The US is hiring at $14-$30 per hour for the Census

Posted: 3 February 2020 1:32 pm
News

Census form

The Census Bureau is currently looking for Americans to help conduct the 2020 Census.

The federal government is hiring, and it’s willing to pay two to four times the federal minimum wage, depending on where you live.

The Census Bureau is aiming to see two million people apply and up to 500,000 hired as temporary, part-time census takers in communities across the country. Those hired will be responsible to go door to door to collect responses from households who have not responded online, by phone or by mail.

“Anyone age 18 and older, such as recent high school graduates, college students, veterans, retirees, military spouses, seasonal workers and people who are bilingual are highly encouraged to apply,” the bureau noted. “People who already have jobs and want to earn extra income evenings and weekends are also encouraged to apply.”

Who: U.S. citizens who are 18+
What: Temporary, part-time work going door to door
When: Paid training begins in March or April, work May to early July
Where: Local communities across the U.S.
Benefits:

  • $14-$30 per hour, depending on location
  • Flexible hours, including evenings and weekends
  • Paid training
  • Weekly paychecks

Requirements: Pass a modified civil servant examination and pass a suitability check.
Availability: See the interactive map
Apply: https://2020census.gov/en/jobs.html

The Census is currently conducting its 2020 Decennial Census — the once-every-10-years count of the population of the nation. To facilitate this, the Commerce Department agency opens temporary field offices throughout the country and hires enumerators and office staff to help with the coordination.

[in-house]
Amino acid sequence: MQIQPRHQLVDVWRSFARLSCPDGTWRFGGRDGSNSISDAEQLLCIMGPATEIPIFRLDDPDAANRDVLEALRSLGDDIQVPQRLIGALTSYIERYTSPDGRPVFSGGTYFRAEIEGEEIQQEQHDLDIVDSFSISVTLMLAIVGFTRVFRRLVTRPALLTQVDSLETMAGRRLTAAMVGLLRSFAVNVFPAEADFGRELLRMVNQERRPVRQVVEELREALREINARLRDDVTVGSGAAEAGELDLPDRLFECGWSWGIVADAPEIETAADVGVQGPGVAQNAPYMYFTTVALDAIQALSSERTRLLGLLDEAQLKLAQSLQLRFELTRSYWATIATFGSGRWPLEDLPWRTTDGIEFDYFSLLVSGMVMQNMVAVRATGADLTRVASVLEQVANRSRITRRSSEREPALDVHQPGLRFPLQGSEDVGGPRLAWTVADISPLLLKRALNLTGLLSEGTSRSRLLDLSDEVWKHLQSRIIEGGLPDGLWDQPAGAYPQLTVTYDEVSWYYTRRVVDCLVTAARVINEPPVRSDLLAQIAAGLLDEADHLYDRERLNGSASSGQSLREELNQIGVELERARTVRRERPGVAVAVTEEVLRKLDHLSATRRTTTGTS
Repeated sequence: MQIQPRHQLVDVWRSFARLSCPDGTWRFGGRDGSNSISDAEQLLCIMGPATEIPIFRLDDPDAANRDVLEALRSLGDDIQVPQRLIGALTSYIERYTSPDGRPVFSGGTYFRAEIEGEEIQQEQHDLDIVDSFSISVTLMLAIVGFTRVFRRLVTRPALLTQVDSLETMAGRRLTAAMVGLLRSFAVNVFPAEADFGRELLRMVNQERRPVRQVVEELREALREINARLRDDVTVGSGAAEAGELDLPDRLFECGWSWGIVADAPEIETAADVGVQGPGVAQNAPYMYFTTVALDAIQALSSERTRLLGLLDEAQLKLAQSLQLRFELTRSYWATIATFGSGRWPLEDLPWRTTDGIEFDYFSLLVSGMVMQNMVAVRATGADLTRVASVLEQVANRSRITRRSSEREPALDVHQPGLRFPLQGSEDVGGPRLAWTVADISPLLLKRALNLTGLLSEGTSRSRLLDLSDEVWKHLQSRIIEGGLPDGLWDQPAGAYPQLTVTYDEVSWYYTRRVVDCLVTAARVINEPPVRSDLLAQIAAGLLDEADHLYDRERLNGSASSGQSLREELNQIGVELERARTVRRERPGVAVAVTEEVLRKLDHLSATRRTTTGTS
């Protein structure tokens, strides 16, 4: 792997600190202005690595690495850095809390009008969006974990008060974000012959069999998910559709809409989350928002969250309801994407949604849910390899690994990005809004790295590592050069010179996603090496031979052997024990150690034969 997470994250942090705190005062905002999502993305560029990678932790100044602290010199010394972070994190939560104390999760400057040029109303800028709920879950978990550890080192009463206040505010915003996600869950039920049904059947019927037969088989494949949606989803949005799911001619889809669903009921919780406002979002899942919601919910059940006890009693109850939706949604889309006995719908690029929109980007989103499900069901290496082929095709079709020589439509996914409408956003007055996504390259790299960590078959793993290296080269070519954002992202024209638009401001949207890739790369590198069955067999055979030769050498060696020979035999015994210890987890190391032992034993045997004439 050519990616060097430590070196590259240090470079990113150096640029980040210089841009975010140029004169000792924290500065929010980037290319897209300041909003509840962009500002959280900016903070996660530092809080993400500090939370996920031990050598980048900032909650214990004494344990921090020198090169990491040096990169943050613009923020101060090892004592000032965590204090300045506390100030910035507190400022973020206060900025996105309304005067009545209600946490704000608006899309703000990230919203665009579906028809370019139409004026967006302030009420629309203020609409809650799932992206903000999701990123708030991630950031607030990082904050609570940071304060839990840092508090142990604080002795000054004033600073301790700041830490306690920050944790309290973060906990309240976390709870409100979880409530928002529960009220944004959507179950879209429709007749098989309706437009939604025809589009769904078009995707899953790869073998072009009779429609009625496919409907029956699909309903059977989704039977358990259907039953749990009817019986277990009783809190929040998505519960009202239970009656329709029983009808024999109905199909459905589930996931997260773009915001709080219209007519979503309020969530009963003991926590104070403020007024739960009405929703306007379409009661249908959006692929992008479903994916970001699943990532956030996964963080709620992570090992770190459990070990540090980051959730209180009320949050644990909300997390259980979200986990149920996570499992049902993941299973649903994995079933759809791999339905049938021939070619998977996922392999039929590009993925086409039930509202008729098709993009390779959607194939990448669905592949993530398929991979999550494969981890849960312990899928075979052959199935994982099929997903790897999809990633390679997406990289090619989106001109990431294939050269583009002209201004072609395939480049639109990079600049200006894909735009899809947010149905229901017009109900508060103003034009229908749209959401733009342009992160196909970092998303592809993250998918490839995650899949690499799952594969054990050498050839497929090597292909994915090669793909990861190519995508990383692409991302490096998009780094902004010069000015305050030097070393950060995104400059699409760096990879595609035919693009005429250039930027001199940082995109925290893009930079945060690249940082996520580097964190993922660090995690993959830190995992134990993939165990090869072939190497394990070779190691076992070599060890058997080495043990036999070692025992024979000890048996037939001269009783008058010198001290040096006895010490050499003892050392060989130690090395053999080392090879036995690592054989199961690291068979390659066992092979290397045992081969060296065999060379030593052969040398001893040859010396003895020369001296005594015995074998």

While these positions are short-term, they both inject capital into many small communities throughout the nation and give the communities an active say in how they are represented. Members of the communities are the ones that verify the maps, do the questioning, conduct the quality control process and submit the raw data to Washington, D.C. This type of interaction has historically helped make the Census less of a foreign concept.

“Aside from Puerto Rico, that has already received enough applicants to fill all jobs in the Commonwealth, every other area throughout the nation needs more applicants right now,” said Timothy Olson, Census Bureau associate director for Field Operations. “With low unemployment, the Census Bureau is taking extraordinary efforts to attract enough applicants to fill nearly 500,000 positions this spring.”

What is the Census?

The Census is a constitutionally mandated survey of the nation’s population that is conducted every decade. The survey is meant to document how many citizens, permanent residents and noncitizens are living within the boundaries of the United States and her territories, and where they live.

This is important for several reasons. First, congressional district maps are drawn from this information. The number of representatives in the U.S. House of Representatives is currently set at 435. With the exception of four years following the admission of Alaska as a state, the House apportionment limit has been the same since 1911. Changes in population, accordingly, mean that some states gain representatives while others lose them following a Census.

More importantly, the actual contours of a district may change from Census to Census. For political reasons, district designers may opt to divide a district, eliminate old districts or redefine the borders of a district. It is entirely possible to vote in one district’s Congressional election in 2020 and another district’s elections in 2024 without moving.

How the federal government allocates funds is also determined by the Census. Discretionary funds are regularly distributed on the basis of population, with more populated areas receiving more for public works, healthcare, public assistance and education.

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